Over the phone Franti told us, "I just wanted to see what was going on. I went down there as an observer," adding, "Wall Street as banking is part of everyone's life and the world whether we like it or not. I'd like to see Wall Street be responsible and accountable for themselves, having received the big bailouts that we've given them."
|Michael Franti at Occupy Wall Street|
According to our sister blog Sound of the City,
Franti told the audience that showing up for your first protest is easy. "But it's difficult to come the second and third time, waiting to see the newspaper the next morning to announce that Wall Street has changed its ways," he said. "In order to keep coming back," Franti told the crowd, "it takes what we call soul."
Days later, Franti explained what he took away from the experience: "People are there for all different kinds of reasons; some want to see Wall Street folk who committed crimes during the financial crisis prosecuted because to this point none of them have been. Others want to see businesses investing in renewable energy. And some people are just mad that our tax dollars were used to bail out bankers who used all of our money--and then lost it!"
Franti says the main thing expressed is people are tired of having the 1 percent elite members of the population dramatically altering the lives of the rest of the 99 percent. He says, "I really don't believe that as a world we have time for this us and them division. There really should be no more us versus them. And our country's politics makes a lot out of dividing people because of economic class, or Republicans versus Democrats, black or white. So many lines of division that are constantly being drawn."
As a musician--and a socially conscious one--Franti says "the great thing about music is it breaks down those barriers and allows people to come together and see that there's a possibility of a different way of being."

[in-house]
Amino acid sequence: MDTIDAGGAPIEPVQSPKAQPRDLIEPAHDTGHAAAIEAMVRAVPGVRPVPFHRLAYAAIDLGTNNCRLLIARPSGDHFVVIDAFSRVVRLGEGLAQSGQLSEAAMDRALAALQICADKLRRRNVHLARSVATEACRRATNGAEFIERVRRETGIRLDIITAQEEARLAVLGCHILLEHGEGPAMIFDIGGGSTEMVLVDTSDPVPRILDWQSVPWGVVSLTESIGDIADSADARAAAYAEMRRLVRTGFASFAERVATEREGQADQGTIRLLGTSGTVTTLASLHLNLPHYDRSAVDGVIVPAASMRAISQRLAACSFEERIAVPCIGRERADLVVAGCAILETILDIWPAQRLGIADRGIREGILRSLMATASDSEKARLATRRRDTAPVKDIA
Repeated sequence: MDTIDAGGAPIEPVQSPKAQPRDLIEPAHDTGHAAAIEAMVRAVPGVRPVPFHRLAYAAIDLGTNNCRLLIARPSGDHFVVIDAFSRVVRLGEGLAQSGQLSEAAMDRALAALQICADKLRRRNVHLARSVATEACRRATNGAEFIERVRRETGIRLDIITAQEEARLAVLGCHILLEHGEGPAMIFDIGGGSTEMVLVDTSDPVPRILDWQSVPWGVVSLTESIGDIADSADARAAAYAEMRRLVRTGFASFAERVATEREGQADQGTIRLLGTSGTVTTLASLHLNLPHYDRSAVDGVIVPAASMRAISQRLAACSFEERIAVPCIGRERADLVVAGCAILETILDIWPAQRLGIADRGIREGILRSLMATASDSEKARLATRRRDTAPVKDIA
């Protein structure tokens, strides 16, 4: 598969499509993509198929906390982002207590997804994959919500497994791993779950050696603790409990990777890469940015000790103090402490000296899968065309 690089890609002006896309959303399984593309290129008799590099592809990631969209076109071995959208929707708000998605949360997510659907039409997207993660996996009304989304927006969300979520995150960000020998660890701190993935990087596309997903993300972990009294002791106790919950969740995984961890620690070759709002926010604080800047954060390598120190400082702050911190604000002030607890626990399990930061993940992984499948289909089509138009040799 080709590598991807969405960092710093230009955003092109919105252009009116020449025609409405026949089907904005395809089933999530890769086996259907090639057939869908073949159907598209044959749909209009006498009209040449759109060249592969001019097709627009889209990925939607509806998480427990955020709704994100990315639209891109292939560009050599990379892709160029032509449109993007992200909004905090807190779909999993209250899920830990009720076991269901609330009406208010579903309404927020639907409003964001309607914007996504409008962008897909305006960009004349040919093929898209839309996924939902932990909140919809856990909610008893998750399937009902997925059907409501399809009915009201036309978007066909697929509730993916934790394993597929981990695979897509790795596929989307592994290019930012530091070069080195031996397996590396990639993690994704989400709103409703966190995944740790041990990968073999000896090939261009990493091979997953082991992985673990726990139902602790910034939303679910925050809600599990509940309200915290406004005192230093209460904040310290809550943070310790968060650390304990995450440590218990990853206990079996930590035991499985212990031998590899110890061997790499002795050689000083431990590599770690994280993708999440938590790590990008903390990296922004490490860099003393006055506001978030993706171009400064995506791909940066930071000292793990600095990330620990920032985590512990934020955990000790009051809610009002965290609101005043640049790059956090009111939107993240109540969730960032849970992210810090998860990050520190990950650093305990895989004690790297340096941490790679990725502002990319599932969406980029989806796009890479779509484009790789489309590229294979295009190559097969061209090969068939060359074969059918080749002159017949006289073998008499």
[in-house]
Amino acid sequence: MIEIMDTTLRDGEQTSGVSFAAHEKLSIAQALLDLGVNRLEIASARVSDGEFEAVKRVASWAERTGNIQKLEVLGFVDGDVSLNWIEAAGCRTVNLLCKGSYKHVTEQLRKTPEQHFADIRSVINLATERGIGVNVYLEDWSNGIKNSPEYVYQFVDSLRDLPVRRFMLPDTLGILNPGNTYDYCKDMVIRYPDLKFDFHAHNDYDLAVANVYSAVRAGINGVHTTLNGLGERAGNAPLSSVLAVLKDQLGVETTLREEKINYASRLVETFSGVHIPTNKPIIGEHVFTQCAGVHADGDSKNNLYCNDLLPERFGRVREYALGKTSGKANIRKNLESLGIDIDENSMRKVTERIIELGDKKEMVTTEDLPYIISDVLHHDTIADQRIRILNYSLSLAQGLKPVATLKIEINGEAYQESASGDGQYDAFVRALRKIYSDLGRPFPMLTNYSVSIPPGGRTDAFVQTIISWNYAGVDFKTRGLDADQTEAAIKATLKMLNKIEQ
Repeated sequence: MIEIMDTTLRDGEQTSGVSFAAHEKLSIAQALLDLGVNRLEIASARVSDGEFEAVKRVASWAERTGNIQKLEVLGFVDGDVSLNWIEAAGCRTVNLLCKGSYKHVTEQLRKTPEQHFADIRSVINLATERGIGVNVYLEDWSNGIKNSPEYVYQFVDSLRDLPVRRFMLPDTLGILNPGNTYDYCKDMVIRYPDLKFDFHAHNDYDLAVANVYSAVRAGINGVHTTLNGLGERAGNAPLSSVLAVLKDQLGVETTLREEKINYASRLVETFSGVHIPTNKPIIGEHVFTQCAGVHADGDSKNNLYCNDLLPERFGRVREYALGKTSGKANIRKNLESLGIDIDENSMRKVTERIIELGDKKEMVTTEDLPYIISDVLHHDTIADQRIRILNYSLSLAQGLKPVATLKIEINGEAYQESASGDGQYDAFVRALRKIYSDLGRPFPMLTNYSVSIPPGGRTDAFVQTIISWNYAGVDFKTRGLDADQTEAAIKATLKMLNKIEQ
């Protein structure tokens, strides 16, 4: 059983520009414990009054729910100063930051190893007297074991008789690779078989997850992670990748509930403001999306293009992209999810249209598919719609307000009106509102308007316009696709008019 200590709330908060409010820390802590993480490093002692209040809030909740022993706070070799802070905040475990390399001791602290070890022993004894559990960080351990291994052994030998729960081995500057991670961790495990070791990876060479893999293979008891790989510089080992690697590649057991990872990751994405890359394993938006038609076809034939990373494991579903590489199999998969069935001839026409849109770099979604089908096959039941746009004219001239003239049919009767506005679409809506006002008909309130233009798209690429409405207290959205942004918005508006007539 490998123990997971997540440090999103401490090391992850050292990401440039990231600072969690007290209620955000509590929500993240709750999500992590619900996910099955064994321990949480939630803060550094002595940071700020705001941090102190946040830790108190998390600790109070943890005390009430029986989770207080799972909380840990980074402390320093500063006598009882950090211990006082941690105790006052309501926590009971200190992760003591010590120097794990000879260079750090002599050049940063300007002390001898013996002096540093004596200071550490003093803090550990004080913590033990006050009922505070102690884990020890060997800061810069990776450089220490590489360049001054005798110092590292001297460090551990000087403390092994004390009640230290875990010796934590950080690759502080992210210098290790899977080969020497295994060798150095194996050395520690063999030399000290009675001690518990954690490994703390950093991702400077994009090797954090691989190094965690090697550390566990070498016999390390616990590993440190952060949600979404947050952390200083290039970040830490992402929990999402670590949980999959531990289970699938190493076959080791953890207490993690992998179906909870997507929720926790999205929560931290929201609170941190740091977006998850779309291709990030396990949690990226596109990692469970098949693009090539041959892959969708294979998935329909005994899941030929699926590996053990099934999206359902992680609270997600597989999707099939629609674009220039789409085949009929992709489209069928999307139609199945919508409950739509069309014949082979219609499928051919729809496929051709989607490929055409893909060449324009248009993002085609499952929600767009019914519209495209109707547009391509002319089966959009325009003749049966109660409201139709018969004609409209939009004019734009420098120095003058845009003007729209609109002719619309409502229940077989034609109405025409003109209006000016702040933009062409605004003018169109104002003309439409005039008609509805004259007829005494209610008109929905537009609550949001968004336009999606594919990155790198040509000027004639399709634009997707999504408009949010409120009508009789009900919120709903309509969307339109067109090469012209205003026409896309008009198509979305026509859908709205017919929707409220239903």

"And that's why I do it, so when I go to a place like that I learn. I have friends who work on Wall Street, in the military and prison, and everywhere I go I try to listen so I can be a better communicator so I can bring people together."
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Franti, who's gotten a reputation for concerts that are family friendly, says the one thing he's most proud of is how accessible his music is. His themes have evolved as well; his songs are now less about social change and more about "inspiring people to be the best they can be, whatever they do."
Inspiring people to live in a compassionate world--and hope--is also the theme of Franti's latest album, which should be out next year. "I think the biggest force behind it is right now we need to see light at the end of the tunnel. As a nation, a world, people are worried about the future. We need signs things are improving. Sometimes you see it in a new baby or a flower growing in a crack of a sidewalk. As we go on to this next election year, things are going to get really hot and heated. There's going to be a lot of efforts to divide us and I think now is a time to be a nation, to come together."